- More are injured: Seven children injured from the ambush were flown from Mexico to Douglas, Arizona, for transport to Tucson hospitals, a family member told CNN.
- About the victims: A relative of the victims said the nine were family members and all had dual US-Mexico citizenship. Relatives describe them as being part of a Mormon community of about 3,000 members, living in their own agricultural community. A spokesman for the Church of Jesus Christ of Latter-day Saints said the religious group was not affiliated with the LDS.
- Burned and shot: The family was "ambushed" by an "armed group" at around 3:00 p.m. ET, according to Mexico's security minister. Kendra Lee Miller said that when her relatives went to inspect the scene, "all they found was charred remains, ash and bones."
- What the US is saying: The FBI has also offered to assist Mexican authorities in the investigation, and President Trump tweeted that cartels were behind the attack (While the attorney general of the State of Chihuahua said preliminary information indicates they were attacked by criminal groups, officials have not explicitly said a drug cartel was behind the attack).
Mexican President Andrés Manuel López Obrador tweeted today that he spoke with President Trump about the nine Mormon family members killed in Mexico.
"Through communication with Trump, I send my deepest condolences to the family and friends of those who were killed on the borders of Chihuahua and Sonora," Obrador tweeted.
Obrador thanked Trump for offering assistance to Mexico, tweeting, "I thanked him for his willingness to support us." He also told Trump that the Mexican government would ensure justice will be done.
Trump tweeted earlier that if Mexico needs help, "the United States stands ready, willing & able to get involved and do the job quickly and effectively."
An official for the Department of Homeland Security spoke out on the attack that killed nine US-Mexico citizens, including two infants and four children, in Mexico yesterday.
“I want to address the horrific events in Mexico from the last 24 hours. The reprehensible killings in northern Mexico of American citizens, including women, children, and infants is a stark example of how these brutal organizations operate on a daily basis. The violence and disregard for human life displayed by these criminal organizations is a barbaric and gruesome as any terrorist organization we see around the globe,” DHS official David Glawe said.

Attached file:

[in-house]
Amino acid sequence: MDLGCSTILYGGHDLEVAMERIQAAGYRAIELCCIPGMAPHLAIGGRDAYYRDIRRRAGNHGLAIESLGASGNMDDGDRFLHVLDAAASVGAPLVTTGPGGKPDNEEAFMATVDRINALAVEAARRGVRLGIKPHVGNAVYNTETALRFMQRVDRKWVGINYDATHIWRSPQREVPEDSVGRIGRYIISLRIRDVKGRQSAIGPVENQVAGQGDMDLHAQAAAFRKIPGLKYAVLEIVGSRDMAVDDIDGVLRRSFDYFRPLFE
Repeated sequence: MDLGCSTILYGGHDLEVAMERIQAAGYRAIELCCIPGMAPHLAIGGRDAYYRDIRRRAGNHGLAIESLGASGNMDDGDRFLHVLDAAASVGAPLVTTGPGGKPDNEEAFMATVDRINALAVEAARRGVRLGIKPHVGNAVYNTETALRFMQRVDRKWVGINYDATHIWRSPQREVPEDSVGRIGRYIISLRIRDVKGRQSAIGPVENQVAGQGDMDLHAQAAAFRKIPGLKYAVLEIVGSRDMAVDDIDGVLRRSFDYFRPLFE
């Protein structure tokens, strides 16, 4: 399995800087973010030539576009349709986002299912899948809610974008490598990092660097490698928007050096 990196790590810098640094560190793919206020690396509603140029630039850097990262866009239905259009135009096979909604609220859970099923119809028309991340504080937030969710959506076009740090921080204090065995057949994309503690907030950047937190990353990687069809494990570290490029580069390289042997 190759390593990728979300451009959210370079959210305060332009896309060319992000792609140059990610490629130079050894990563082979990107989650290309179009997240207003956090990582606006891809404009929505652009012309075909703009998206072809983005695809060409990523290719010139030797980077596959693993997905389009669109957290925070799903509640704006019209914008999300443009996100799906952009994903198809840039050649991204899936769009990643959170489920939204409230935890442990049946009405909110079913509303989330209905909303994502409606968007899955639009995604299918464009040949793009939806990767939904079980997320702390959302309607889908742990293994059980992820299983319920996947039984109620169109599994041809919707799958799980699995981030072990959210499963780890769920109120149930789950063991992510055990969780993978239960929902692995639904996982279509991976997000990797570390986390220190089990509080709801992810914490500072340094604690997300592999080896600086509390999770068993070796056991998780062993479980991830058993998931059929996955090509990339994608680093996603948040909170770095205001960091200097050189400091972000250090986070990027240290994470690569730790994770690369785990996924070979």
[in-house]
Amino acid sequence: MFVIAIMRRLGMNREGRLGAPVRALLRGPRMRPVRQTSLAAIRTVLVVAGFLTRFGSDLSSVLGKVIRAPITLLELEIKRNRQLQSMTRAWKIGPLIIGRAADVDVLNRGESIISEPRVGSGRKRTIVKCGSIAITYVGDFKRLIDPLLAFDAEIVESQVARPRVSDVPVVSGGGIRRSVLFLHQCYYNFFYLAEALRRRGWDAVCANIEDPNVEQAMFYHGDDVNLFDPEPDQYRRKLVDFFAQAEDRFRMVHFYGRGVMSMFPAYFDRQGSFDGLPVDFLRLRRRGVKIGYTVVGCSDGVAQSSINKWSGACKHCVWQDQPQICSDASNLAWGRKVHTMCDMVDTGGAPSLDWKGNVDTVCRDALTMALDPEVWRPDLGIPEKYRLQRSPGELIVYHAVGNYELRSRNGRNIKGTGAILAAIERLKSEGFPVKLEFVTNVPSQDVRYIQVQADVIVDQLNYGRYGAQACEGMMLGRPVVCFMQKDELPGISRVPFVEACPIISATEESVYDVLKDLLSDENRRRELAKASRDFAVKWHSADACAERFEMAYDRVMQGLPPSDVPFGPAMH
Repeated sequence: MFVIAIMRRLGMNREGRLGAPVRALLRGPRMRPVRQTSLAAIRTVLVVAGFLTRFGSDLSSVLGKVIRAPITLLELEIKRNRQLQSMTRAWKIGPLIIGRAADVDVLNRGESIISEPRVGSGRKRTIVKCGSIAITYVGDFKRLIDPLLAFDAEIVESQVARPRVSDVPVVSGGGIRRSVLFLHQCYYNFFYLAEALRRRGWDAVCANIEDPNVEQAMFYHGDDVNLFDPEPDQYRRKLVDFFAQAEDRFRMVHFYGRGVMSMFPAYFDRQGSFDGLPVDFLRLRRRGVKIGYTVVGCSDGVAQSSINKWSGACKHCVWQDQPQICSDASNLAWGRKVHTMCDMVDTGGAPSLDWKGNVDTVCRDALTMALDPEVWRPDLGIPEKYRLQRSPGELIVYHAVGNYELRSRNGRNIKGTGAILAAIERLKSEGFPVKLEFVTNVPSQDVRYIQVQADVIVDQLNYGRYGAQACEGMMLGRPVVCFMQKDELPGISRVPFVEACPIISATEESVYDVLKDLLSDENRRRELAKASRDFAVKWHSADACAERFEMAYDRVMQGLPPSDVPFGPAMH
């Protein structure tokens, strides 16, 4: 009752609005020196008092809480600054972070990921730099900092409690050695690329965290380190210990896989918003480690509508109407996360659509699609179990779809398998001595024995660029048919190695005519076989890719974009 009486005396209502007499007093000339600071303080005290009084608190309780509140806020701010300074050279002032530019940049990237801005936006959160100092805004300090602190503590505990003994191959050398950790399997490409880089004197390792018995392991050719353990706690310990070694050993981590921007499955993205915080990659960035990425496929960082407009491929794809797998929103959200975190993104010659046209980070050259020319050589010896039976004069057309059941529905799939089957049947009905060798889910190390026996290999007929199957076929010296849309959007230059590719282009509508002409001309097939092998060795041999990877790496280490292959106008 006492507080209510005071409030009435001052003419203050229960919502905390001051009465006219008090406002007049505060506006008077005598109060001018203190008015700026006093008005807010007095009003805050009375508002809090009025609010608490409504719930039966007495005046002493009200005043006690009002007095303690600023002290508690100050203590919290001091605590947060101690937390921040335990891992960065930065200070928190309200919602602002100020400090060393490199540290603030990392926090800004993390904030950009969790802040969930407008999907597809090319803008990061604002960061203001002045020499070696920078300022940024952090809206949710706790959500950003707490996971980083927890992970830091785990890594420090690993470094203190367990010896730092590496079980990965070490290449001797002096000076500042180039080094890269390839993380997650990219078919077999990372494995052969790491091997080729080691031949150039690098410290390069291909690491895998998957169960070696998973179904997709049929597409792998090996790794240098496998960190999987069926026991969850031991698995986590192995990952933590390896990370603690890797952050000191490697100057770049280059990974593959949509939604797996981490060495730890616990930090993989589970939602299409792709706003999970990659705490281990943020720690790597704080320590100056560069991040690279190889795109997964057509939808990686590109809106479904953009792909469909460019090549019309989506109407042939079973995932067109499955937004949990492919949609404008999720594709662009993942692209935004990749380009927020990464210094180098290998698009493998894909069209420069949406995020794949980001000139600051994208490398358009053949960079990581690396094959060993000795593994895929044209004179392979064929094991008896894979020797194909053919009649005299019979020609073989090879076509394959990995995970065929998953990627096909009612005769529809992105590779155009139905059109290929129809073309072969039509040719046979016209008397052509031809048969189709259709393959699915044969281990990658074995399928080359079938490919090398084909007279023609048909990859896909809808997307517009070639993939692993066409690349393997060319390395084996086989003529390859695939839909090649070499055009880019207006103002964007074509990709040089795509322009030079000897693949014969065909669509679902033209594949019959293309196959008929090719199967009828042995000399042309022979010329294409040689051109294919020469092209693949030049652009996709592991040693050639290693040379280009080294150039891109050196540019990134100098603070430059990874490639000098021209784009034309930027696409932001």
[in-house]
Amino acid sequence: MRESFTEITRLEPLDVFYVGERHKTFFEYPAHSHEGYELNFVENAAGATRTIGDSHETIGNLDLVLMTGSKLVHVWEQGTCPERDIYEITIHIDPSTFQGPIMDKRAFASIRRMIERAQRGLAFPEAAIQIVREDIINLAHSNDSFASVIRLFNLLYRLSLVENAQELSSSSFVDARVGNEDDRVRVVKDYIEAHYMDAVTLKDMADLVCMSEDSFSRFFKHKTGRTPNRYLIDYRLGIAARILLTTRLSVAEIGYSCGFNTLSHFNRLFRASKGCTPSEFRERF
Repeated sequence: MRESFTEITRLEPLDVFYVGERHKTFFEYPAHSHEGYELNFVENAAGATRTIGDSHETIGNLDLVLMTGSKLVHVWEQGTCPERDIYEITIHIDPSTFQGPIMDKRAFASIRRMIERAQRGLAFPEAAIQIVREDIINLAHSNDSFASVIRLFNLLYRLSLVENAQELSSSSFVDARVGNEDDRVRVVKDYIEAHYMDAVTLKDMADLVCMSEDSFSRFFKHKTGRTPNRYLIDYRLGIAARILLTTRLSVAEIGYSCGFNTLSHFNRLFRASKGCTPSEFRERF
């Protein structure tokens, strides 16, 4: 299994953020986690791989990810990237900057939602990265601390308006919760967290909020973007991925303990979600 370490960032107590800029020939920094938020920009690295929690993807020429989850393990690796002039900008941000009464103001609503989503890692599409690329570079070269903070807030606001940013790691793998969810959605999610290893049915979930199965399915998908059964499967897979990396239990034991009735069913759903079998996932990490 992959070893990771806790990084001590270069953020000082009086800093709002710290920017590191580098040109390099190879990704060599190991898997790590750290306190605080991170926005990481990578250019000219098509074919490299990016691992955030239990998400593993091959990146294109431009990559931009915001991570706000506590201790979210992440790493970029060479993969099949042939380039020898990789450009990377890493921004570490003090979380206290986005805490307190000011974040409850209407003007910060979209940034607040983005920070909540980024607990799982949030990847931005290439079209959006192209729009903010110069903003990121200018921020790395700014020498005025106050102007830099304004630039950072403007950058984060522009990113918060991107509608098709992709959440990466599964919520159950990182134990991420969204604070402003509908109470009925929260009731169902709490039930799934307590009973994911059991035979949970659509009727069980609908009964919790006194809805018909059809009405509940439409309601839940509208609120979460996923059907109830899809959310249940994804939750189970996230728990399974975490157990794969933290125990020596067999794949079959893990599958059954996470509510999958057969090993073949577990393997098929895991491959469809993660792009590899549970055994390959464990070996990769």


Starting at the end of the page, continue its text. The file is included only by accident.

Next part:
The attorney general of the State of Chihuahua, from which the family had traveled to the state of Sonora, said preliminary information indicates they were attacked by criminal groups. A family member told CNN the victims were attacked “separately but simultaneously by two different groups of same cartel" — but officials have not explicitly said a drug cartel was behind the attack.
The bodies of nine deceased family members have been returned to their family ranch, which is known as La Mora, according to family relative Alex LeBaron.
LeBaron added that vigils have been set up but exact details have not been released. Funerals are expected to take place within the next 48 hours.
The victims were traveling in a caravan of three cars in Mexico when they were attacked. Three mothers and six children were killed, including a woman named Rhonita Marie Miller and four of her seven children.
The family describes themselves as being part of a Mormon community of about 3,000 members.
Yesterday's deadly attack on members of a Mormon community driving near the US-Mexico border is Mexico's latest high-profile massacre. As Mexican authorities grapple with violence in the region, the number of killings keeps soaring.
Last year, Mexico witnessed its highest number of homicides — 33,000. And 2019 is on course to break that record.
Just last month, 13 Mexican police officers were killed in an ambush in the western state of Michoacan.
Now, grief from yesterday's attack has spread across two countries.
Arizona resident Leah Staddon said her relatives were among the victims of Monday's ambush.
"Their vehicle was on fire and there were bullet holes all throughout it," Staddon told CNN affiliate KTVK.
"I think a lot of us are just speechless. It's just horrific," she added.
There are eight survivors from the attack yesterday near the US-Mexico border, according to Mexico's Security Minister.
Alfonso Durazo, the security minister of Mexico, said that there were eight survivors from the attack. He confirmed that nine dual US-Mexican citizens — three mothers and six children — were killed.
It was not immediately clear what condition the survivors are in.